US President Donald Trump has for the time being ruled out a second phase trade deal with China, saying the relationship between the two countries has been severely damaged with Beijing’s handling of the coronavirus outbreak.

On Friday, on being asked about the trade deal, Trump told media, “The relationship with China has been severely damaged. I don’t think about it now”.

Earlier in the year, the Trump administration had signed a mega phase one deal with China, after intense negotiations between the two countries.

The pact, a “phase one” deal, was expected to reduce tensions between the two economic giants.

The global pandemic, which Trump blames on Beijing, has intensified already strong tensions between the two countries over an ongoing trade war.

Washington revoked Hong Kong’s special status amid the threat of the dual-use technologies falling into the hands of the Chinese Army.

“Relationship with China has been severely damaged. They could have stopped the plague, they could have stopped it, (but) they didn’t stop it. They stopped it from going into the remaining portions of China from Wuhan province. They could have stopped the plague, they didn’t”, the president added.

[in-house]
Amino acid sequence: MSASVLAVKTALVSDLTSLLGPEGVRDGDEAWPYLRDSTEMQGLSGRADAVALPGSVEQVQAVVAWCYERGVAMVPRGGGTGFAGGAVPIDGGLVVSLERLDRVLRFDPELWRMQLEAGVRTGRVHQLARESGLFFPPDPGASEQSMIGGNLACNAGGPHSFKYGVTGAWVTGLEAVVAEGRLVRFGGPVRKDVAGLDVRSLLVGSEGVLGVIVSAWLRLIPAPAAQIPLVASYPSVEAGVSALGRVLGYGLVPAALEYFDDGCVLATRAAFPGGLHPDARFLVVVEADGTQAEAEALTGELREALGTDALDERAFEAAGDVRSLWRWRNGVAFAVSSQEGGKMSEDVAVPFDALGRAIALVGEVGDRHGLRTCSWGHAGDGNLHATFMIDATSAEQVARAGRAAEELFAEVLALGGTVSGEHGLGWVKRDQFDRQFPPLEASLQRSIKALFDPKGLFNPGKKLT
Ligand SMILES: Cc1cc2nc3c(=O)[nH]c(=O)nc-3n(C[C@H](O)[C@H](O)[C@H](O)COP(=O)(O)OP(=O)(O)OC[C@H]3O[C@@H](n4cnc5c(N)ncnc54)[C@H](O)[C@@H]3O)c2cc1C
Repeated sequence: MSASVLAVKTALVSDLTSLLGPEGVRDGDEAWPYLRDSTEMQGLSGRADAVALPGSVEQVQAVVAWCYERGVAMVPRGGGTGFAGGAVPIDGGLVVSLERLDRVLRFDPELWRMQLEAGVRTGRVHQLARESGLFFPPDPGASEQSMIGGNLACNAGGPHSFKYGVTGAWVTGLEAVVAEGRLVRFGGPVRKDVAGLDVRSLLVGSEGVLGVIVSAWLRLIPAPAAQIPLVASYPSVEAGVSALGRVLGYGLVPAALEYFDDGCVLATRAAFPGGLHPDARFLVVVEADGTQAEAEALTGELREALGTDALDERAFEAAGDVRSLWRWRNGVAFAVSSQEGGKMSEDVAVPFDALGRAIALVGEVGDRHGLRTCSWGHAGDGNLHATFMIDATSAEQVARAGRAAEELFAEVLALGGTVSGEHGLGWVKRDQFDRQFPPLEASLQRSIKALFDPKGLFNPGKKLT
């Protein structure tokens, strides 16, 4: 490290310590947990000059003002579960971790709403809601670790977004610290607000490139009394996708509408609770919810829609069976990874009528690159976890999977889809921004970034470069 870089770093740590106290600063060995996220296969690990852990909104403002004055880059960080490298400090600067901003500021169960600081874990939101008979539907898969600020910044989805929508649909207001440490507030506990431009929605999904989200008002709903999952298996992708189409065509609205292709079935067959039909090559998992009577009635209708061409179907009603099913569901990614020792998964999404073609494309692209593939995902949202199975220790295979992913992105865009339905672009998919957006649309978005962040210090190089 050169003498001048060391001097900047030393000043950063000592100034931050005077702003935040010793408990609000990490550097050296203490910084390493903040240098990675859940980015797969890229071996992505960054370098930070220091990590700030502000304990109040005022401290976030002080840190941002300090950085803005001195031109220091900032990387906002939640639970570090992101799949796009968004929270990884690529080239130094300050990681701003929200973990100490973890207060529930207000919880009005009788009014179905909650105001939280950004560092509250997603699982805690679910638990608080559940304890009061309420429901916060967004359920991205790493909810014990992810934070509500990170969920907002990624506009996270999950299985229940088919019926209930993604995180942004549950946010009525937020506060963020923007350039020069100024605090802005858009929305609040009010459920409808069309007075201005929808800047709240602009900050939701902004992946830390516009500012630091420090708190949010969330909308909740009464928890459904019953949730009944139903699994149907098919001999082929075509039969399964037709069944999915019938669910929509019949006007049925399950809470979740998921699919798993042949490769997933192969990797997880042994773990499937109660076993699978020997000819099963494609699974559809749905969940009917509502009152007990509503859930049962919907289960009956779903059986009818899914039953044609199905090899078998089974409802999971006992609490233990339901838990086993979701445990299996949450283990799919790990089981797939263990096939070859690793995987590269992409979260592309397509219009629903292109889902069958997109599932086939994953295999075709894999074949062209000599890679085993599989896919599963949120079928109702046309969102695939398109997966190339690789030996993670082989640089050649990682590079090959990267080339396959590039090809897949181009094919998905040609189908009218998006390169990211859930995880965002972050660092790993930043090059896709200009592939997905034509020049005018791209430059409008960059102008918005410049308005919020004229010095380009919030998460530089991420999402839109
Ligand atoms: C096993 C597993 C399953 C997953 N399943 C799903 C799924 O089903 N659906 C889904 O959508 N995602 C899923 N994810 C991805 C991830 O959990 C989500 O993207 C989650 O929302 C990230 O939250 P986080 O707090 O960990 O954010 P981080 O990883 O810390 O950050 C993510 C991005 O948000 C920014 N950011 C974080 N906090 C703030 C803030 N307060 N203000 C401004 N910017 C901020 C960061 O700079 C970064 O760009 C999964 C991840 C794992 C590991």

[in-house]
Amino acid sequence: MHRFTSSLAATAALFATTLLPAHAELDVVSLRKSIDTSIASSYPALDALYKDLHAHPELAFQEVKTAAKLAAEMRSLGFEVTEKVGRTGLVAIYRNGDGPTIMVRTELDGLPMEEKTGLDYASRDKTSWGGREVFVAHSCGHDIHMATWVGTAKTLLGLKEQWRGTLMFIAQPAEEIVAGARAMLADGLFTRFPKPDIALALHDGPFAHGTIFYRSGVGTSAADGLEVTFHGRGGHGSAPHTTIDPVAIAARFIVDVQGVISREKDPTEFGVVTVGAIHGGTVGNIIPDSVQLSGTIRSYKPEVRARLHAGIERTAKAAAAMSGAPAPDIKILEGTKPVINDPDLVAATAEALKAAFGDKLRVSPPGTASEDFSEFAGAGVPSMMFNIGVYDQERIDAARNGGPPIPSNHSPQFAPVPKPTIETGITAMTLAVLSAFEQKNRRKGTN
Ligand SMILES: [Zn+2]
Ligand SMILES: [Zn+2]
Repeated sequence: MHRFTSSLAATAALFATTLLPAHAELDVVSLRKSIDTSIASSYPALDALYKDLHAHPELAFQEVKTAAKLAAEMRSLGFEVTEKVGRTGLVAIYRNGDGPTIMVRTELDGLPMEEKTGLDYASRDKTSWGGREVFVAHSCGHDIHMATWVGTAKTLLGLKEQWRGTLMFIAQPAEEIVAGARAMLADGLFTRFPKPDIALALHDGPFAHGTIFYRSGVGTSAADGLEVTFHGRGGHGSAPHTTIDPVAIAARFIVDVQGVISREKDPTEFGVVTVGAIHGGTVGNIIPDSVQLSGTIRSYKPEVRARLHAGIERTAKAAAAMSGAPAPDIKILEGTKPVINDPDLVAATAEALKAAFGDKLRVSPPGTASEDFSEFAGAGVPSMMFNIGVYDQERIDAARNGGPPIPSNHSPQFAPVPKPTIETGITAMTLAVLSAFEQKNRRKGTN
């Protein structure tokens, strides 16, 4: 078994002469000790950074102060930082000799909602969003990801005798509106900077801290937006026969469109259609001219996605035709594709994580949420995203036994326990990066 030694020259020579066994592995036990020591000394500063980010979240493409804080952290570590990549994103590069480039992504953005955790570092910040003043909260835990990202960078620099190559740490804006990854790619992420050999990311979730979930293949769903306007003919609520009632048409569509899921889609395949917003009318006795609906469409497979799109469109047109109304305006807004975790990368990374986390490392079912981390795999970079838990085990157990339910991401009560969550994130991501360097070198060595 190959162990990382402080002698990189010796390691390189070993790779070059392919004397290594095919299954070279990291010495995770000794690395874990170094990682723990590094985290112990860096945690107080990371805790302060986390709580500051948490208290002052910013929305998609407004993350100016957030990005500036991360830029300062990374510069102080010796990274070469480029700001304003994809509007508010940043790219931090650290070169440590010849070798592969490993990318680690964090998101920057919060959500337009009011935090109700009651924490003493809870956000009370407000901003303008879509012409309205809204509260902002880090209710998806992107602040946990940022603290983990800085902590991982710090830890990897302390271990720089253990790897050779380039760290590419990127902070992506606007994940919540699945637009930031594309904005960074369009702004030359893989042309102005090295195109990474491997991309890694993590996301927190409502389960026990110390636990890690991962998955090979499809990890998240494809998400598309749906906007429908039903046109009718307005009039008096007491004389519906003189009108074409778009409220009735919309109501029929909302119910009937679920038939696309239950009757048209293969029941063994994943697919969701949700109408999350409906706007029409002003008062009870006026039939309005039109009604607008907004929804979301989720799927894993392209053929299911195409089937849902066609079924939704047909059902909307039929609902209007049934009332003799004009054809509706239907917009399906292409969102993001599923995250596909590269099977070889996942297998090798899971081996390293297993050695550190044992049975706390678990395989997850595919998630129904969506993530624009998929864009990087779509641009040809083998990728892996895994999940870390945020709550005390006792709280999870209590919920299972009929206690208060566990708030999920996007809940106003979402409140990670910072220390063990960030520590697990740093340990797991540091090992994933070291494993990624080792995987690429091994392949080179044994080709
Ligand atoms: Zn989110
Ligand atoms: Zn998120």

Moreover, less than two weeks ago, Trump signed a legislation favour of the Uyghur rights which seeks sanctions against the Chinese officials alleged of torturing the group and other Muslim minorities in the Xinjiang province.

The coronavirus, which first emerged in China’s Wuhan city, has claimed over 1,30,000 lives in the US with 3.1 million confirmed cases. The virus toll in China stands at 4,641 with nearly 85,000 confirmed infections.

Last year, China had called for a rollback of existing tariffs, to which Trump said he did not agree. American officials want large purchases of US farm exports.

In Septemeber 2019, the US had imposed fresh tariffs on $112 billion worth of Chinese imported goods, marking a sharp escalation of the bruising trade war between the world’s two largest economies.

Donald Trump launched the trade war as part of his “America First” bid to lower a wide trade deficit with China, but the tariffs imposed thus far have barely made a dent in that gap.